5 years ago, I took a trip up to this place in Vermont that had assured me via email that they had something worth traveling for – and this winter race they were putting on would be something really really great.
They weren’t wrong.
Today was the fifth year of that race – the Polar Bear Challenge at Shale Hill remains a destination event for many OCR enthusiasts, providing far far more than most events on the OCR calendar.
For those who have never visited Shale Hill – it is a property in Benson VT, about 30 minutes outside of Rutland. Primarily, it’s a 10k fixed trail around their property, covering everything from open field to woods – with short sharp hill climbs, a pond and some open running sections. The obstacle count grows from race to race – back in 2012, they had under 50 obstacles, but now, that is more like 75. The obstacles range from the ordinary – walls, crawls, heavy carries – to the famous Destroyer, weaver and gut check – to the wildly unique – and you will have to visit to check them all out. Also, owner Rob keeps adding to the course, with at least two totally new obstacles for this event.
So what makes Polar Bear Challenge a different ball game? Rather than run a lap, cross the finish line, drink a beer, you run for 8 hours. That may simply be a lap, but those so inclined can push for more. Two laps, three laps – or this year it was won by the ever awesome Vincent Larochelle with 4 laps. Don’t have a competitive bone in your body? Then pick the ever popular Journeyman category, which lets you push yourself, try what you would like, and enjoy your experience with no penalties. There’s something for everyone. Including an all day buffet for racers, with rather excellent breakfast and lunch fair to keep you moving.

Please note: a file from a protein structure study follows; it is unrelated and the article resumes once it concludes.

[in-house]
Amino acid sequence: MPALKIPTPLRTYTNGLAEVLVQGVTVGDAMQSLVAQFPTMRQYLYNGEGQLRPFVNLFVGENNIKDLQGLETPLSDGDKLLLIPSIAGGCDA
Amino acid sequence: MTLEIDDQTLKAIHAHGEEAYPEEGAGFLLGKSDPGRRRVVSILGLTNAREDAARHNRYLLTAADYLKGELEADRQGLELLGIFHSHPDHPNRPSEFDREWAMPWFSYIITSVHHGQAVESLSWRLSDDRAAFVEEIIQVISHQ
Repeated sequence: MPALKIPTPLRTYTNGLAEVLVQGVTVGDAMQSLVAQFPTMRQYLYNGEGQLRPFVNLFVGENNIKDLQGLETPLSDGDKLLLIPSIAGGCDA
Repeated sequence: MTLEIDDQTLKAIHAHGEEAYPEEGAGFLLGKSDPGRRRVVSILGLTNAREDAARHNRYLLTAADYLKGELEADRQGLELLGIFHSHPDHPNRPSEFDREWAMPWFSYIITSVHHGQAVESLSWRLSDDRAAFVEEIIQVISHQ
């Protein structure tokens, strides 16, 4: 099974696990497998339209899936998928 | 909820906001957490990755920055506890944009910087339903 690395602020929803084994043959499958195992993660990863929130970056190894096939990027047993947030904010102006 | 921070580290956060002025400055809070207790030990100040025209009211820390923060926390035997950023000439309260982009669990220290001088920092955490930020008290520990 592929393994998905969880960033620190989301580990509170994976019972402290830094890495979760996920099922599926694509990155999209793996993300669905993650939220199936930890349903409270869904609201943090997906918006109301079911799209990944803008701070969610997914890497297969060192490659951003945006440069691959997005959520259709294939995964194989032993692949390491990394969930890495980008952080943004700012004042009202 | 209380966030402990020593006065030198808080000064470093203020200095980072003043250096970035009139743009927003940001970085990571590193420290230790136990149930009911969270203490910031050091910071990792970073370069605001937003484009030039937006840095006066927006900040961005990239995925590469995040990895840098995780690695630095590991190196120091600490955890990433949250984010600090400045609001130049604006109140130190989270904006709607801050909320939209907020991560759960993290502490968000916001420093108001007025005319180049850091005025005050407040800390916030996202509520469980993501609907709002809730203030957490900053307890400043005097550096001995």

Of course, it’s not just the obstacles. The weather is the game changer, and the reason you do a race with the name of “Polar Bear Challenge”. We’ve had everything from 3f to 60f at this event, but for 2017 things were a cold 15f to 25f through the day. New Polar Bear sponsor DryRobe were present, and plenty of dryrobes were out and about keeping people warm and toasty when the fires on course weren’t enough (and watch this space, we’ve started talking to them about NES DryRobes …)
For me – I’ve ran enough laps of Shale Hill to not have anything to prove to myself and was out there for some fun, and mostly, friends. I started the lap on my own, knowing that hanging around at obstacles waiting with a large group would leave me frozen – so I set my own pace and being Journeyman, I picked my obstacles carefully. This tactic was great, until I rolled my shoulder on a simple wall (it’s fine today, but was sore for the rest of the race). The pond was frozen solid, so the traverse obstacle was open – and the ground was nice and frozen, so obstacles like tire drags were nice and simple. The Destroyer destroyed me – well, the Destroyer plus cold – and the warm boots I was wearing weren’t biting on rope obstacles – like I said, I picked my obstacles this time around, and many of the more complex ones I’ve done in summer, warmer events were attempted but ultimately bypassed, the benefit of being Journeyman.